The leaders of Poland's opposition parties that together won the most votes in Poland’s recent election announced on Tuesday that Donald Tusk, the leader of the largest group, is their candidate to be prime minister and that they want to get to work as soon as possible.
“We are ready to create a government,” Tusk, a former prime minister who heads the Civic Platform party, said as he and other opposition party leaders stood together in parliament to announce their decision to cooperate.
He thanked the other leaders “for your trust.”
The announcement came on the day that President Andrzej Duda opened two days of consultations with the representatives of parties that won seats in the new parliament. Duda first welcomed Prime Minister Mateusz Morawiecki and others from the conservative ruling Law and Justice party to the presidential palace — but not party leader Jarosław Kaczyński.
Tusk, a pro-EU centrist who is a former president of the European Council, later also met with Duda along with other members of his electoral alliance.
Tuesday’s developments mark important steps on the path to the formation of a government after the national election on 15 October, though it is unclear when a new government can take over in the Central European nation of 38 million people.
The opposition groups who won the most votes campaigned on promises to restore democratic standards and ties with the European Union that worsened over eight years of rule by Law and Justice.
They together won over 54% of the votes and will have a comfortable majority of 248 seats in the 460-seat Sejm, the lower house of parliament. They took an even greater share of the seats in the Senate, though it has far less power.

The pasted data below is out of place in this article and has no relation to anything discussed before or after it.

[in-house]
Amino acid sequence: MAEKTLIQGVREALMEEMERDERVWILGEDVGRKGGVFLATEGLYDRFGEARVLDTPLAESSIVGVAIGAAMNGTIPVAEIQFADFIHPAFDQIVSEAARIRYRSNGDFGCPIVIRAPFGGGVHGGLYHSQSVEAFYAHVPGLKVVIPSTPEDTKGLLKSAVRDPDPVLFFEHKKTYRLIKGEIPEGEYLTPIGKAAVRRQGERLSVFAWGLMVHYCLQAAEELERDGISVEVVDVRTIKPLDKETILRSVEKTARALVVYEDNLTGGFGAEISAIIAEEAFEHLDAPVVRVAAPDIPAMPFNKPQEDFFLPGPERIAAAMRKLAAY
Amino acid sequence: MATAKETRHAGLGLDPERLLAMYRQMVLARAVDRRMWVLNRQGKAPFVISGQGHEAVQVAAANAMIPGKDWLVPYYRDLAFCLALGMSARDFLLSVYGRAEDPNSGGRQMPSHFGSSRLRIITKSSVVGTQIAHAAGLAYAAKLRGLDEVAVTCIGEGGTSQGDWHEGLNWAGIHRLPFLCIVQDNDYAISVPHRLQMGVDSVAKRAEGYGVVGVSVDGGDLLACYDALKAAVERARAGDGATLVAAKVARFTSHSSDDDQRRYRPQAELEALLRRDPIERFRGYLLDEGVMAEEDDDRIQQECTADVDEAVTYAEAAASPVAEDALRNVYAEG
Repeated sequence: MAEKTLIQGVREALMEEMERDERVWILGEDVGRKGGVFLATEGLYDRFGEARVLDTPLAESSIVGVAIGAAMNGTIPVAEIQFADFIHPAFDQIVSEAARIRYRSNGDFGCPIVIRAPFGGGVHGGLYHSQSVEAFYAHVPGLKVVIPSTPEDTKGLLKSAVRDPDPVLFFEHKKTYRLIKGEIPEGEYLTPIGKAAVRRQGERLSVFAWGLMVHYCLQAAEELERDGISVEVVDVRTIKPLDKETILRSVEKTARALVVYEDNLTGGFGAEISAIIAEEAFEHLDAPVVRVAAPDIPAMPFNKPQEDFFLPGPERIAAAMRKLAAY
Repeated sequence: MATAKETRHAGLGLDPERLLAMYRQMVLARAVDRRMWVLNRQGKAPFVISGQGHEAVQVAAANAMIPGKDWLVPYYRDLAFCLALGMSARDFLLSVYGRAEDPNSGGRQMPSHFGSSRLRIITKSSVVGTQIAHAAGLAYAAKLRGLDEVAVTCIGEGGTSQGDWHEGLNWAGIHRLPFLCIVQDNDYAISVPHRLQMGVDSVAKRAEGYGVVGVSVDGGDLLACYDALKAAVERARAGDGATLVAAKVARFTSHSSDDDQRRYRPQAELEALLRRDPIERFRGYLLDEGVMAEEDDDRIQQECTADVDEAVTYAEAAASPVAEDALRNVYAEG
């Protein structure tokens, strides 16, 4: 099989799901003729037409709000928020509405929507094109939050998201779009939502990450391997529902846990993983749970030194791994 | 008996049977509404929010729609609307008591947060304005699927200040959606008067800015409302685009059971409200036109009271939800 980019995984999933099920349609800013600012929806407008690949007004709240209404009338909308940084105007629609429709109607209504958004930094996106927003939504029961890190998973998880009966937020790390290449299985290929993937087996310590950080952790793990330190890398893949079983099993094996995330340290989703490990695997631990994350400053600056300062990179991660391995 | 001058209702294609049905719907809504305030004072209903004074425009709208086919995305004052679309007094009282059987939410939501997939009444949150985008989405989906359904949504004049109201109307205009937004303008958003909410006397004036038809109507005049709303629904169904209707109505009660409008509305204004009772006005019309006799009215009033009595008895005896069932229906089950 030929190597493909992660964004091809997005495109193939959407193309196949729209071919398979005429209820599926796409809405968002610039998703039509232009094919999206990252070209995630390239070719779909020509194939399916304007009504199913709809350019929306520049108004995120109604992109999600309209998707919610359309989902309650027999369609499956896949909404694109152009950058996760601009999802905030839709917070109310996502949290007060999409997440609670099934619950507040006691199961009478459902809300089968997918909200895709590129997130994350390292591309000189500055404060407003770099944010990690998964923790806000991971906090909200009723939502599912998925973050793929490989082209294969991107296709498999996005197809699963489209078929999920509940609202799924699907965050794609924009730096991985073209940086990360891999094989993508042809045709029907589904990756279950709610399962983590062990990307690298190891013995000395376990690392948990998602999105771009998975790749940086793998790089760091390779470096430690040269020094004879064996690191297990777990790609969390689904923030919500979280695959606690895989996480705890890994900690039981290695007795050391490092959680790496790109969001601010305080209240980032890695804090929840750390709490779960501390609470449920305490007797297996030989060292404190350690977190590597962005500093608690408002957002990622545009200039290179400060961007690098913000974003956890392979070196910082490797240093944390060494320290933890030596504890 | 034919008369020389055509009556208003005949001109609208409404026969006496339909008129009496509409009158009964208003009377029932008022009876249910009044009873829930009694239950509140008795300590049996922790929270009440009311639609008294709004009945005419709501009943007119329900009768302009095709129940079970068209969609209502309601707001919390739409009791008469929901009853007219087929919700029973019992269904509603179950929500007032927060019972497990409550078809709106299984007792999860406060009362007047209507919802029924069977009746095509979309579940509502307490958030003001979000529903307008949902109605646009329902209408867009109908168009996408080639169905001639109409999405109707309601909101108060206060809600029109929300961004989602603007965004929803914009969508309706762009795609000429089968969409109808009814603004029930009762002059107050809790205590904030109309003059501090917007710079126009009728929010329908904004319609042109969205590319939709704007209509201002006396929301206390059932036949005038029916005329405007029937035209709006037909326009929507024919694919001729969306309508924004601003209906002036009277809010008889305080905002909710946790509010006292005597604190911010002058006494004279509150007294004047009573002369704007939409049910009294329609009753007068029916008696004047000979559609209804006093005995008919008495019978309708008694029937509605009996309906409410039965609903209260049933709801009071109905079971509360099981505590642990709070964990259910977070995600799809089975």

When a new government will take over depends on Duda. It is the president’s responsibility to call the first meeting of the new parliament, something which must happen no later than 30 days after the election. Duda must also ask a candidate for prime minister to try to build a Cabinet that can win a vote of confidence in the Sejm.
It might not be until December that a new government is sworn in if Duda chooses to wait the full 30 days to call parliament and if he first asks the ruling Law and Justice party to try to build a government.
Tusk said the opposition’s willingness to work together and the fact that it now has a candidate to lead the new government should make Duda’s next steps easier. “I am counting on constructive cooperation with the president and on quick decisions,” Tusk said ahead of his meeting with Duda.
Duda has not yet said what he will do. His is politically allied with Law and Justice and he could tap that party first to give it more time in office.
Law and Justice won more votes than any other single party in the election but it lost its majority and will not hold enough seats to govern the country. The party has been saying it considers itself the winner of the election and should be given the first chance to try to form a government.
Party spokesman Rafal Bochenek, who was at the meeting with Duda, told reporters: “The constitutional custom to date is that the mission of forming the government has been entrusted to the winning party. The winning party is Law and Justice.”
The opposition leaders called on Duda to respect that voters called for change in the country and to quickly tap Tusk as a candidate for prime minister.
“We appeal to President Duda not to waste even a second of our time,” said Szymon Hołownia, head of the centrist Poland 2050 party that is one of two parties in the Third Way electoral coalition.
Duda will continue his consultations on Wednesday with the leaders of Third Way and the New Left, who are backing Tusk, as well as with the far-right party Confederation.